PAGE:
Last year the Supreme Court of Canada (the “SCC”) released two decisions in which it revisited and clarified the principle of good faith contractual performance as previously formulated in Bhasin v. Hrynew.[1] In C.M. Callow Inc. v. Zollinger,[2] the SCC affirmed the duty of honest performance as a general organizing principal of contract law and provided additional guidance on what constitutes “active dishonesty” sufficient to trigger a breach of the duty. In Wastech Services Ltd. v. Greater Vancouver Sewerage and Drainage District,[3] the SCC more clearly defined the duty to exercise contractual discretion in good faith.

Although neither of these decisions involved a franchise relationship, Ontario courts have previously indicated that the statutory duty of good faith and fair dealing in the Arthur Wishart Act, 2000[4] is a codification of the common law duty of good faith.[5] Accordingly, these decisions inform and expand the statutory duty of good faith and fair dealing in provincial franchise laws.[6]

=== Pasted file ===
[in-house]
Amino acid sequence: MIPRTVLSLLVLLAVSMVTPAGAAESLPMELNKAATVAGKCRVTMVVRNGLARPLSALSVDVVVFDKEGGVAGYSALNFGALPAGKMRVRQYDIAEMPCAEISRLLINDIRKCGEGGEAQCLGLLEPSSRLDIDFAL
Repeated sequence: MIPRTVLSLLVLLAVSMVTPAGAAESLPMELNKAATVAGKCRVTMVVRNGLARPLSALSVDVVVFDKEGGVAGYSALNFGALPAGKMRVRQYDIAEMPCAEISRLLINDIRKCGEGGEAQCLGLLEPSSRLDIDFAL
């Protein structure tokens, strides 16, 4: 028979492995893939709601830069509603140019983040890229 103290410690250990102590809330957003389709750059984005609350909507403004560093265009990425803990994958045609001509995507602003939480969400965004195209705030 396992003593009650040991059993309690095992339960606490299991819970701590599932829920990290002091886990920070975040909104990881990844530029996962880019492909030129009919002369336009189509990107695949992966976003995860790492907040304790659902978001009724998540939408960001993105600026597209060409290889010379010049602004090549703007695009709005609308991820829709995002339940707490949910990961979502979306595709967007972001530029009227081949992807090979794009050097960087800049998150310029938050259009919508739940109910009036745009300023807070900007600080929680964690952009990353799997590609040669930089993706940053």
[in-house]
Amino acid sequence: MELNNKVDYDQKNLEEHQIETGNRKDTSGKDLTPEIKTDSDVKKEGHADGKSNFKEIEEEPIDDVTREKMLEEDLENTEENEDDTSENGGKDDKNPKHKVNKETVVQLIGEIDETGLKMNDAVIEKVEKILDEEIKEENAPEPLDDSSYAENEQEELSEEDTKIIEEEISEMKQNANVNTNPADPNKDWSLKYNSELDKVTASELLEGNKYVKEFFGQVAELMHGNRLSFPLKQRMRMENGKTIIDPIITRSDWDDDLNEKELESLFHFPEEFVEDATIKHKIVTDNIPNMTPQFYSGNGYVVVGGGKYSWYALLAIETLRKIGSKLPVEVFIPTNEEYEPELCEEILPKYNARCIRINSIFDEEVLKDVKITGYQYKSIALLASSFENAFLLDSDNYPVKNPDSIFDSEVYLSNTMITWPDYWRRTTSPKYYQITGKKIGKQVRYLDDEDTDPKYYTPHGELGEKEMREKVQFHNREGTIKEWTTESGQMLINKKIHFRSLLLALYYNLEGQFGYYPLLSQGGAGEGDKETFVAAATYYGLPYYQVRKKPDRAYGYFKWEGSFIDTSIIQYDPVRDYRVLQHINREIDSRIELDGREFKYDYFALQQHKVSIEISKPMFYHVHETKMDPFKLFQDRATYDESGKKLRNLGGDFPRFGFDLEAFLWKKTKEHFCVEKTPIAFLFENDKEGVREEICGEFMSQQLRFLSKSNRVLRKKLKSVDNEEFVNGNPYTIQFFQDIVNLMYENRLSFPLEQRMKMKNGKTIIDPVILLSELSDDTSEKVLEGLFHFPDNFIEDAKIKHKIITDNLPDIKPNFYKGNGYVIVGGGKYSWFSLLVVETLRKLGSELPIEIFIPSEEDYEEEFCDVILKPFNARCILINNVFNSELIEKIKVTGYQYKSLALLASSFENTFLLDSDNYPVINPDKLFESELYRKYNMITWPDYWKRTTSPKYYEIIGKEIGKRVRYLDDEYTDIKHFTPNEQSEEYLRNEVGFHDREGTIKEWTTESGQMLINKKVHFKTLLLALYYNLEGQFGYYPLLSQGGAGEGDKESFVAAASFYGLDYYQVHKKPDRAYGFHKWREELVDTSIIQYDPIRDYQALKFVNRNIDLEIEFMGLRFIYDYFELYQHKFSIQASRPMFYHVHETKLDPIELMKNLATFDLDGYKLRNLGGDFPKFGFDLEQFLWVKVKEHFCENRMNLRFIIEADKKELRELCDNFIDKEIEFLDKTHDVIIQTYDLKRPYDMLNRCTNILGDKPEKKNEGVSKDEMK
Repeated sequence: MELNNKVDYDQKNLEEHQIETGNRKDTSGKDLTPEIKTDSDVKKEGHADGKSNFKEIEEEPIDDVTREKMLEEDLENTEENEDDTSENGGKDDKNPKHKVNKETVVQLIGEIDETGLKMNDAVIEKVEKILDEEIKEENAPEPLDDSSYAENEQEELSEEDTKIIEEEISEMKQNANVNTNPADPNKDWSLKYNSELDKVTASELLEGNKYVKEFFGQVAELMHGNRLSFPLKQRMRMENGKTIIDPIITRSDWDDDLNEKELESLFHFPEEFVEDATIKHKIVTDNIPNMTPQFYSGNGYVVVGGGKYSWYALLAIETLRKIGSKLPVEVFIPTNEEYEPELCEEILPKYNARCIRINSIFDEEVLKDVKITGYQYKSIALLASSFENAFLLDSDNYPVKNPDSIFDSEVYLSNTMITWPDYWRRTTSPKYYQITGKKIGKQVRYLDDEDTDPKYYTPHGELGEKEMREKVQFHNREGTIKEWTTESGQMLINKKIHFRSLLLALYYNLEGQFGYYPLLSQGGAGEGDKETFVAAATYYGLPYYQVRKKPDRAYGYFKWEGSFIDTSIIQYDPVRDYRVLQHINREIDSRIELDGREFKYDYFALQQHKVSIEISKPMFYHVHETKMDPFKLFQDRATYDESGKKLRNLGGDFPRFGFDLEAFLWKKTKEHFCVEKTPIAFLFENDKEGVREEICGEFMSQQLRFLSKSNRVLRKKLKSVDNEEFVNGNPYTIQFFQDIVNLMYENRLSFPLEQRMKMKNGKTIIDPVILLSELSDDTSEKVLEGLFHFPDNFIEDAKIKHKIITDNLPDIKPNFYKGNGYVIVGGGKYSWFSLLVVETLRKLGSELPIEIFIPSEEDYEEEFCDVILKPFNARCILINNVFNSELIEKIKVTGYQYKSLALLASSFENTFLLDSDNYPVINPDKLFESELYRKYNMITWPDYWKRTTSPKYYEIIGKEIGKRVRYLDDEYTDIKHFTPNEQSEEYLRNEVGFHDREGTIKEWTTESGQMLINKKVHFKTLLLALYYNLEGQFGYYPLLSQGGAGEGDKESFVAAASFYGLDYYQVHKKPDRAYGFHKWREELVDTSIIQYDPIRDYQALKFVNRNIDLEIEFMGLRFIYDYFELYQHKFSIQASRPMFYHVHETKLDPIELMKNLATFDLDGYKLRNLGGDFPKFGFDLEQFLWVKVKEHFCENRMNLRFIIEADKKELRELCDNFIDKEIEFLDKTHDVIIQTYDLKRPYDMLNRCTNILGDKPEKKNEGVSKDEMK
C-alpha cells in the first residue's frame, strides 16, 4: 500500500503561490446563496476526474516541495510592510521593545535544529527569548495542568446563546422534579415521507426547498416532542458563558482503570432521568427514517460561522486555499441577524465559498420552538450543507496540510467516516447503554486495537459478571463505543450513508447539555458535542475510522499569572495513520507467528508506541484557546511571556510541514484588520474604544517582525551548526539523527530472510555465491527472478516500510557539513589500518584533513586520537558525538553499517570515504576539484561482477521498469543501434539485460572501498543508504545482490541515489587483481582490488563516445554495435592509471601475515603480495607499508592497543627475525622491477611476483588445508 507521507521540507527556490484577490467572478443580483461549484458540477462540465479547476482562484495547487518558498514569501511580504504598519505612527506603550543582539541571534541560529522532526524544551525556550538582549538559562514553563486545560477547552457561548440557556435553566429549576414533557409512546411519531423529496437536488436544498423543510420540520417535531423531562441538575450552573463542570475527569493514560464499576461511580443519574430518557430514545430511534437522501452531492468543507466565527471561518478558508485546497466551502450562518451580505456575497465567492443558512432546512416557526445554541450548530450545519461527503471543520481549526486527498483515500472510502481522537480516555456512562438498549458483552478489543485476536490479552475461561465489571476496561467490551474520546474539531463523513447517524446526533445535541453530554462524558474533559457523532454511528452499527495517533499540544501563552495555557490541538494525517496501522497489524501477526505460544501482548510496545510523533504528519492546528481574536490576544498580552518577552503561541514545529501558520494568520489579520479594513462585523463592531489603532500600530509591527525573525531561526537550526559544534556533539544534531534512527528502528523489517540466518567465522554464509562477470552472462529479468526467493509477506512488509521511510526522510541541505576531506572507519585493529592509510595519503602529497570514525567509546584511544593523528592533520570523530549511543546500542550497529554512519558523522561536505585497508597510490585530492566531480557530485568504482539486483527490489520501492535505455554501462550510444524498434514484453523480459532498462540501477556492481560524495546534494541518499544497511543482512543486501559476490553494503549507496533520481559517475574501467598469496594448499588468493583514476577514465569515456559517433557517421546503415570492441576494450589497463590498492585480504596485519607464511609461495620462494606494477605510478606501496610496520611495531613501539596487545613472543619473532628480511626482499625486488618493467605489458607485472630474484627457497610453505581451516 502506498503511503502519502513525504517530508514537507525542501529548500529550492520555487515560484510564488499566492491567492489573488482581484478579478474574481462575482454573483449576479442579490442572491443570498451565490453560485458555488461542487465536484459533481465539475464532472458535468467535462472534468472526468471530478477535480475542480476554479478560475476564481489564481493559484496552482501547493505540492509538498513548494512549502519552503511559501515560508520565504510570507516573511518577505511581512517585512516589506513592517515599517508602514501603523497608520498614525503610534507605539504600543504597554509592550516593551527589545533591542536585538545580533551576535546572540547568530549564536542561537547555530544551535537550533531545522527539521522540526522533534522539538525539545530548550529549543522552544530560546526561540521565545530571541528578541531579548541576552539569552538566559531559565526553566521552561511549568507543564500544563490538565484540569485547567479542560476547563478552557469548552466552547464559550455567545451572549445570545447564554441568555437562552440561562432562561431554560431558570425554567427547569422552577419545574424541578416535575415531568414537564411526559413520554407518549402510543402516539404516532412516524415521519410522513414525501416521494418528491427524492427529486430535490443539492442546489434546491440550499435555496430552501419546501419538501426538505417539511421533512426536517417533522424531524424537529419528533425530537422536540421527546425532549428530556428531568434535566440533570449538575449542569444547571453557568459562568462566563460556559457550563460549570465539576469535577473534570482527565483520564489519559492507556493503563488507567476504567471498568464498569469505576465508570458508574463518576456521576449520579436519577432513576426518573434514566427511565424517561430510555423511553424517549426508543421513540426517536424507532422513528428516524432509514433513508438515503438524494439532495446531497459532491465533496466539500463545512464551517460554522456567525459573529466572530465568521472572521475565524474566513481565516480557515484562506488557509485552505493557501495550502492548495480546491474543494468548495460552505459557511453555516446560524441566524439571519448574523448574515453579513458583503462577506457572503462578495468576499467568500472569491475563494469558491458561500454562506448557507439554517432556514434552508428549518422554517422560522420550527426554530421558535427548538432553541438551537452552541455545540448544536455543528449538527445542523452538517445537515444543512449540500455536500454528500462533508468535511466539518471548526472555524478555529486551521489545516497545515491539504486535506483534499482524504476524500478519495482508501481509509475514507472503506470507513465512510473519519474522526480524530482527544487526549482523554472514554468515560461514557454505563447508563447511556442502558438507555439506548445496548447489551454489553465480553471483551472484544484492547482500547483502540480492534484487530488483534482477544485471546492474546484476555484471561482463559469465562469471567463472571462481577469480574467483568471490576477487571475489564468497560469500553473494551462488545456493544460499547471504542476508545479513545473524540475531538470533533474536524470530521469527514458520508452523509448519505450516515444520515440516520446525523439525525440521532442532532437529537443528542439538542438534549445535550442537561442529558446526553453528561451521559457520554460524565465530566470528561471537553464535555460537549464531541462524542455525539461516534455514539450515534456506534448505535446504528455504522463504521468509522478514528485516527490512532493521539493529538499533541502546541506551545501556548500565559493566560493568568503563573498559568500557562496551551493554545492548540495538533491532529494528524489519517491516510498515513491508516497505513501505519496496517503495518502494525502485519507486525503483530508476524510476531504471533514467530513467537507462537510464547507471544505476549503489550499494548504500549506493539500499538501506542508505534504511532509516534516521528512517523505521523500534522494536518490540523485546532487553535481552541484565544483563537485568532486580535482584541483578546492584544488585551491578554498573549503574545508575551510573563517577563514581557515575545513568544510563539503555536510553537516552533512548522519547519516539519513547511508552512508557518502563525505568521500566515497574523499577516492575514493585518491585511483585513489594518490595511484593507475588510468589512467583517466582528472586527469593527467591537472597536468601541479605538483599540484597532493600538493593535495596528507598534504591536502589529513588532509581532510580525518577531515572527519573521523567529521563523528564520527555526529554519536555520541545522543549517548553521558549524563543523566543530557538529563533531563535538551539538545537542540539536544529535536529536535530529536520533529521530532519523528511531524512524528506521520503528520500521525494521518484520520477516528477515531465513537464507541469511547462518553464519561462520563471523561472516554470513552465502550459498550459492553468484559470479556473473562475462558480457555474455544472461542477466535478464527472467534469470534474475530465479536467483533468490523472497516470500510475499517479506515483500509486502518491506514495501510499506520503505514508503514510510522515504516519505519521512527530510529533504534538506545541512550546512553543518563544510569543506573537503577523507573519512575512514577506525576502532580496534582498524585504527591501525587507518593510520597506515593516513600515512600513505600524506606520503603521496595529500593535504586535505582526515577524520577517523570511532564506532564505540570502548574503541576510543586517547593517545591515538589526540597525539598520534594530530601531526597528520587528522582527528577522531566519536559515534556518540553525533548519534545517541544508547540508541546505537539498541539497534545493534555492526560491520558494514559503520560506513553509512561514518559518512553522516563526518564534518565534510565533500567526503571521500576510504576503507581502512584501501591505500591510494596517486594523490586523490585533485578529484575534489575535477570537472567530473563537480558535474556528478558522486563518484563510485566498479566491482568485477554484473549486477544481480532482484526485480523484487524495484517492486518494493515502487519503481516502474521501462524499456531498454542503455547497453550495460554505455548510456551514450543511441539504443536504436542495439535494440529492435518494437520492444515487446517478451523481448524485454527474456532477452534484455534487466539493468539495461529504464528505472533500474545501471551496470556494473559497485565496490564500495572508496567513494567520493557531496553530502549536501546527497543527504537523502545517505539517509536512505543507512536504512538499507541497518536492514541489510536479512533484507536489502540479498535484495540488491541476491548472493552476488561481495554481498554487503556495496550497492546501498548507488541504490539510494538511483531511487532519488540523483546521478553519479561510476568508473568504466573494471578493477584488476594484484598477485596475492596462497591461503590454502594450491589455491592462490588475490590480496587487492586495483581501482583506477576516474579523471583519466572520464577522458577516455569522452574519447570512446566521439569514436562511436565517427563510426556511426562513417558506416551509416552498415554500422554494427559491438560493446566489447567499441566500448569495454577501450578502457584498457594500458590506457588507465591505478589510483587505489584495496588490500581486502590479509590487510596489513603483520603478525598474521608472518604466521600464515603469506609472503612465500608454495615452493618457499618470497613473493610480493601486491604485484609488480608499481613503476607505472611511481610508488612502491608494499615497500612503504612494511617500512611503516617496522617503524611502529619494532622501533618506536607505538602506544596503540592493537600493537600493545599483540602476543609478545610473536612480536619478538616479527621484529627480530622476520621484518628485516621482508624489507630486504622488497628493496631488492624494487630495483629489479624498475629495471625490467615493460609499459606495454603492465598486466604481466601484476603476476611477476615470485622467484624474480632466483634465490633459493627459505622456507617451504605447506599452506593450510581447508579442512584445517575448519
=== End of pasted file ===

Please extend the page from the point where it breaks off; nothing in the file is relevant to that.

Indeed, there are certain key takeaways from these cases that franchisors ought to consider when managing franchisee defaults and potential terminations. First, franchisors need to avoid knowingly misleading franchisee on matters relating to defaults and possible terminations. Second, franchisors should exercise caution when exercising contractual discretionary powers, even where the agreement states that such power may be exercised in the franchisor’s sole and absolute discretion.

Managing Defaults Without Terminating